I’m pleased to see this restriction finally imposed on Invercauld, although I’d much rather have seen a series of criminal prosecutions. The restriction will have very little material affect on the game-shooting activities on Invercauld because the estate can simply apply for an individual licence allowing it to continue its activities as if no ‘clear evidence of criminal behaviour’ has been uncovered (more on that ridiculous situation shortly) but it does mean the estate’s reputation is damaged and it also means this can be used to apply pressure on organisations such as Scottish Land & Estates and the Scottish Gamekeepers Association, who both claim to have a zero tolerance of raptor persecution.

Will Invercauld Estate and its gamekeepers remain members of these two organisations?

UPDATE 7th April 2022: Invercauld Estate in Cairngorms National Park loses appeal against General Licence restriction imposed for wildlife crime (here)

‘Stop killing raptors and we can talk’, Packham tells gamekeepers

Yesterday the Sunday Times (Scotland) ran an opportunistic piece, presumably at the behest of a load of gamekeepers.

Written by Deputy Editor Mark Macaskill, it was claimed that a ‘moorland consortium’ had invited Chris Packham to visit a grouse moor to watch them set it alight, in response to Chris’s derision of muirburn whilst COP26 was taking place just down the road.

It transpires that the ‘moorland consortium’ in question is the one representing Scotland’s regional moorland groups, some of whose members are either currently, or recently have been, under police investigation for alleged raptor persecution crimes (e.g. members of the Angus Glens Moorland Group, Tomatin Moorland Group, Strathdearn & Speyside Moorland Group, Grampian Moorland Group, Tayside & Central Moorland Group), but this doesn’t appear to be a barrier to getting the deputy editor of the Times to publish favourable articles. Friends in high places, no doubt.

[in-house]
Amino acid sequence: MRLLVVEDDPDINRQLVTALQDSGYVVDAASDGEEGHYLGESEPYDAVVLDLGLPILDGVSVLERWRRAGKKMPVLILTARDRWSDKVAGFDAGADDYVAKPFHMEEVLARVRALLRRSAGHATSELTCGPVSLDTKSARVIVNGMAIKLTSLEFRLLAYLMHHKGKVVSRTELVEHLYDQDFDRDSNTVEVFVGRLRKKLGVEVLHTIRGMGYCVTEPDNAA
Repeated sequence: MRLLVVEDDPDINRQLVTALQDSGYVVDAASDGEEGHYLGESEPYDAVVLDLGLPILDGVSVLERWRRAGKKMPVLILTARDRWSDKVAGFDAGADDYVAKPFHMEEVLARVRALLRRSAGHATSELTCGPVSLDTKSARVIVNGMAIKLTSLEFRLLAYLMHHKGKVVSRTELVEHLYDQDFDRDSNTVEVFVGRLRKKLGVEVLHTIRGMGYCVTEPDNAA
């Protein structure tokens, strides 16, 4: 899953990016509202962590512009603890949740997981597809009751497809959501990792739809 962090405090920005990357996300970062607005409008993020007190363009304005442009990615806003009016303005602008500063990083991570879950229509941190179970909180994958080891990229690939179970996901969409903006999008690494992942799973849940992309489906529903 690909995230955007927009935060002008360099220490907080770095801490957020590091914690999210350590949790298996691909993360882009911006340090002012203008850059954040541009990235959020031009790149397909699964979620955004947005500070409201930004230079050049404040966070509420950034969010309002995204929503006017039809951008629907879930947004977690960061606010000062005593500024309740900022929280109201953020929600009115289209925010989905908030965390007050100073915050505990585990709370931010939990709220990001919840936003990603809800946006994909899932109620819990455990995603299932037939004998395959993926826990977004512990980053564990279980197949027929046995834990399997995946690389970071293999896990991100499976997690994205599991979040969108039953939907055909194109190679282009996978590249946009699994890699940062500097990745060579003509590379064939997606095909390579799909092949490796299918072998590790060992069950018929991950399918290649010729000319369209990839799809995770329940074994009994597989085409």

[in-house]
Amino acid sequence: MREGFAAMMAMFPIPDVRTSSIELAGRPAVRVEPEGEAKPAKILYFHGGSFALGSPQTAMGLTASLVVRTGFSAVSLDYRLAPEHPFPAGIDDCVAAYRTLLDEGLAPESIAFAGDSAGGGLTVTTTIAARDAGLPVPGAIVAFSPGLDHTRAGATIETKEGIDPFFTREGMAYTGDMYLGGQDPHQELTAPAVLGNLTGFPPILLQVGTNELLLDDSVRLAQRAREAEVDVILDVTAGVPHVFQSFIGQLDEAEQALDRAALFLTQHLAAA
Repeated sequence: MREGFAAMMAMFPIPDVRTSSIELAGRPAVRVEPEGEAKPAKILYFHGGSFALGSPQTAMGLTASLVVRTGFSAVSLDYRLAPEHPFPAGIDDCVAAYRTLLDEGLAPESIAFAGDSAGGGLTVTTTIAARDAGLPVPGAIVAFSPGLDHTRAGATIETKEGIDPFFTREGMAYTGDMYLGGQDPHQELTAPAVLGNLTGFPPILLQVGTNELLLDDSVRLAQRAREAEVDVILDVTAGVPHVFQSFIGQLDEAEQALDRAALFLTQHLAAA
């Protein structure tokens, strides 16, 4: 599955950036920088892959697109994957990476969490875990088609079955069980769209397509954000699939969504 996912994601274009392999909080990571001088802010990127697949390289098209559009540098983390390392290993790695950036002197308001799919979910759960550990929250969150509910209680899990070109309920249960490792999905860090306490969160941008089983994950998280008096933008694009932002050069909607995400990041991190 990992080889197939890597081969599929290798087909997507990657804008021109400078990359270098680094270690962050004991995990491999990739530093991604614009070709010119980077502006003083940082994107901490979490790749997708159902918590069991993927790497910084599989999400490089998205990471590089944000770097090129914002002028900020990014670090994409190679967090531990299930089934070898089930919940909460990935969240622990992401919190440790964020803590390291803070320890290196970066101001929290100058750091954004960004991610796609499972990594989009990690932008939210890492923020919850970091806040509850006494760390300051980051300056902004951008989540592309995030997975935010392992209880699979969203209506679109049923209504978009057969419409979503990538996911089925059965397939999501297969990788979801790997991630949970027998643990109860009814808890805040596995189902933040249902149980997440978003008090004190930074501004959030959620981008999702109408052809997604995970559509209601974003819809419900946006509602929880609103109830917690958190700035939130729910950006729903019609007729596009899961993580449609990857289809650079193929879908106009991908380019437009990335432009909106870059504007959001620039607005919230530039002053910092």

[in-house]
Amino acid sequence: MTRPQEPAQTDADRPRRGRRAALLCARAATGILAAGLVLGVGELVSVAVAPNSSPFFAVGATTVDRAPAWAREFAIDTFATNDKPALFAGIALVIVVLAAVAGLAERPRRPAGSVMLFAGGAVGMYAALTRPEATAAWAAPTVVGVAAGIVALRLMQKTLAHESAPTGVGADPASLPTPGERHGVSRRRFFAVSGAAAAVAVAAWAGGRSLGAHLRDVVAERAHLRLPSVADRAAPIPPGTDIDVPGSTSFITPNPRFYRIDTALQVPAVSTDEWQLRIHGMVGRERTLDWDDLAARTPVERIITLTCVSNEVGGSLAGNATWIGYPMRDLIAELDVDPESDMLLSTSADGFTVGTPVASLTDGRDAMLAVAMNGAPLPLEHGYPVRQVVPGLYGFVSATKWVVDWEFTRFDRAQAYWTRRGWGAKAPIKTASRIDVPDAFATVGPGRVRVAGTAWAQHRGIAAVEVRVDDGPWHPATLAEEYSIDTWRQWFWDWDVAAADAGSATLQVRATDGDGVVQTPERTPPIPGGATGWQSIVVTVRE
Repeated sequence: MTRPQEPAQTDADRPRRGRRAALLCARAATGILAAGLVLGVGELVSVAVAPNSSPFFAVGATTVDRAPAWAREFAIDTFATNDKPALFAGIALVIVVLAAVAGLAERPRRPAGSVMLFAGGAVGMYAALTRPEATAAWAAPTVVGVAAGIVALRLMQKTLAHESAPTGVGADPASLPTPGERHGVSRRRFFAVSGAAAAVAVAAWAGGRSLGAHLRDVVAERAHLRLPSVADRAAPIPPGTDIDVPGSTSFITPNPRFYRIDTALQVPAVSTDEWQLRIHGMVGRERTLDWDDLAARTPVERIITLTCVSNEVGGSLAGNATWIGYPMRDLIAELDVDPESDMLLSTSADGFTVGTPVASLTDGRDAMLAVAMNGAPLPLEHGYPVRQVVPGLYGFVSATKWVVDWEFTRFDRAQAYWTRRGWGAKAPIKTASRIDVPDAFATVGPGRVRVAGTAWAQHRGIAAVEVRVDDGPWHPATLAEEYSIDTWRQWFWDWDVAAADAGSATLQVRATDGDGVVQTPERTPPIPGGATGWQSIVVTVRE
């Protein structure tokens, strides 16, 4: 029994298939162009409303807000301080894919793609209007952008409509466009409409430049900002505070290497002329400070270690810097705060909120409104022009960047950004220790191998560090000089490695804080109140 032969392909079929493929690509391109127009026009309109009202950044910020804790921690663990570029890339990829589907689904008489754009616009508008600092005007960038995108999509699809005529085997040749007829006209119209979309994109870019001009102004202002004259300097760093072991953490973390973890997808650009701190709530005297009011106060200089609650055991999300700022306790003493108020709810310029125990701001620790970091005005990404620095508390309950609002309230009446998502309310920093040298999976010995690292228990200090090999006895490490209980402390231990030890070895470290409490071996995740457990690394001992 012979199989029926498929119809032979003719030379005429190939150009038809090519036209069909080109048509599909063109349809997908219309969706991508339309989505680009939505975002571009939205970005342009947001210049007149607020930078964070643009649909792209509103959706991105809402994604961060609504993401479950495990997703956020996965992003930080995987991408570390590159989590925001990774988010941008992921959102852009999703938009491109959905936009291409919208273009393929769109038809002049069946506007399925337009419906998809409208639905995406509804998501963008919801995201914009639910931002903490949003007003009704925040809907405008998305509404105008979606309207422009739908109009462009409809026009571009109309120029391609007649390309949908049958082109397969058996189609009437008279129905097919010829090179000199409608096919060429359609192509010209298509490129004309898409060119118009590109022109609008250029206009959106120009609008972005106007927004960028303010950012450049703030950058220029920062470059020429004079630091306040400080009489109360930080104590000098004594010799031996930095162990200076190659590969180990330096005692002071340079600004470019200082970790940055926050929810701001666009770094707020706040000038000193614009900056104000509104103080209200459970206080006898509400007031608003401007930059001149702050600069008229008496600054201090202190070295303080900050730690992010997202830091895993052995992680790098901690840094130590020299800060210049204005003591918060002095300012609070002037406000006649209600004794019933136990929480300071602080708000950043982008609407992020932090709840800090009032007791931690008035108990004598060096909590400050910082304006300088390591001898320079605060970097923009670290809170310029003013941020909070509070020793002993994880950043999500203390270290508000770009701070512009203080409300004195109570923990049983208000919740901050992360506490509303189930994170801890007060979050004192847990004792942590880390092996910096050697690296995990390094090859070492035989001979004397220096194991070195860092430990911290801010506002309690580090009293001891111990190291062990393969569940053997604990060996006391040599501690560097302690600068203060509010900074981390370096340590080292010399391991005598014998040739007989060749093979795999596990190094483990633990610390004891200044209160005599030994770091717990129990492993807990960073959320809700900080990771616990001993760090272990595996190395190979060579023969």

Anyway, a quote from the moorland groups’ co-ordinator, Lianne MacLennan, included this line:

There is an opportunity to foster a better understanding and take the heat out of a polarised debate“.

I spoke to Chris about this and at the time of writing, Chris hadn’t received the invitation but he was still pushed for a quote by Macaskill. That quote was then minimised in the print edition of the article (apparently due to lack of space) and not fully presented even in the digital edition, where space is not an issue.

It’s strange that when journalists ask for a quote they don’t use it in full. This happens a lot.

Here is Chris’s quote, in full:

Thank you for the invitation. Whilst I have a genuine desire to reach a point when real conservationists and some of the responsible factions of the game shooting industry can again sit around a table and make progress, I fear we are not yet at that point.

So I would gladly visit an estate to witness the burning . . . as long as I was also shown the whereabouts of all the graves of illegally killed raptors were buried. Until the wholesale slaughter of our precious birds of prey ends, I’m out. Its an intractable blockage to progress  – stop the killing and we can start talking. And also, science, proper science, isn’t about whether Mars Bars get singed or not. Just saying . . .

[Chris with the corpse of a male hen harrier that had been caught in a barbaric trap that had been set illegally next to the harrier’s nest on a driven grouse moor. Photo by Ruth Tingay]

Here is a copy of the digital edition of the article:

Packham urged to take heat out of moorland burns

Mark Macaskill, Sunday November 21 2021

Chris Packham has declined an invitation to witness the controlled burning of Scottish moorlands after his comments during the Cop26 climate talks that Scotland was “sticking two fingers up” to a world in ecological crisis.

The naturalist and host of BBC Winterwatch, who was the victim of an arson attack at his home in Hampshire last month, used social media to highlight muirburn, which he believes contributes to carbon emissions and should be banned. He was accused of claiming, falsely, that peat, a natural carbon store, was being burnt on grouse moors.

In an effort to “take the heat” out of the debate, a moorland consortium asked Packham to be their guest on a Scottish estate to see muirburn in action.

Packham said that he was willing to engage with the shooting industry but pointed to the illegal persecution of birds of prey as a stumbling block.

“Whilst I have a genuine desire to reach a point when real conservationists and some of the responsible factions of the game shooting industry can again sit around a table and make progress , I fear we are not yet at that point . So I would gladly visit an estate to witness the burning . . . as long as I was also shown the whereabouts of all the graves of illegally killed raptors. Until the wholesale slaughter of our precious birds of prey ends , I’m out . Its an intractable blockage to progress – stop the killing and we can start talking.”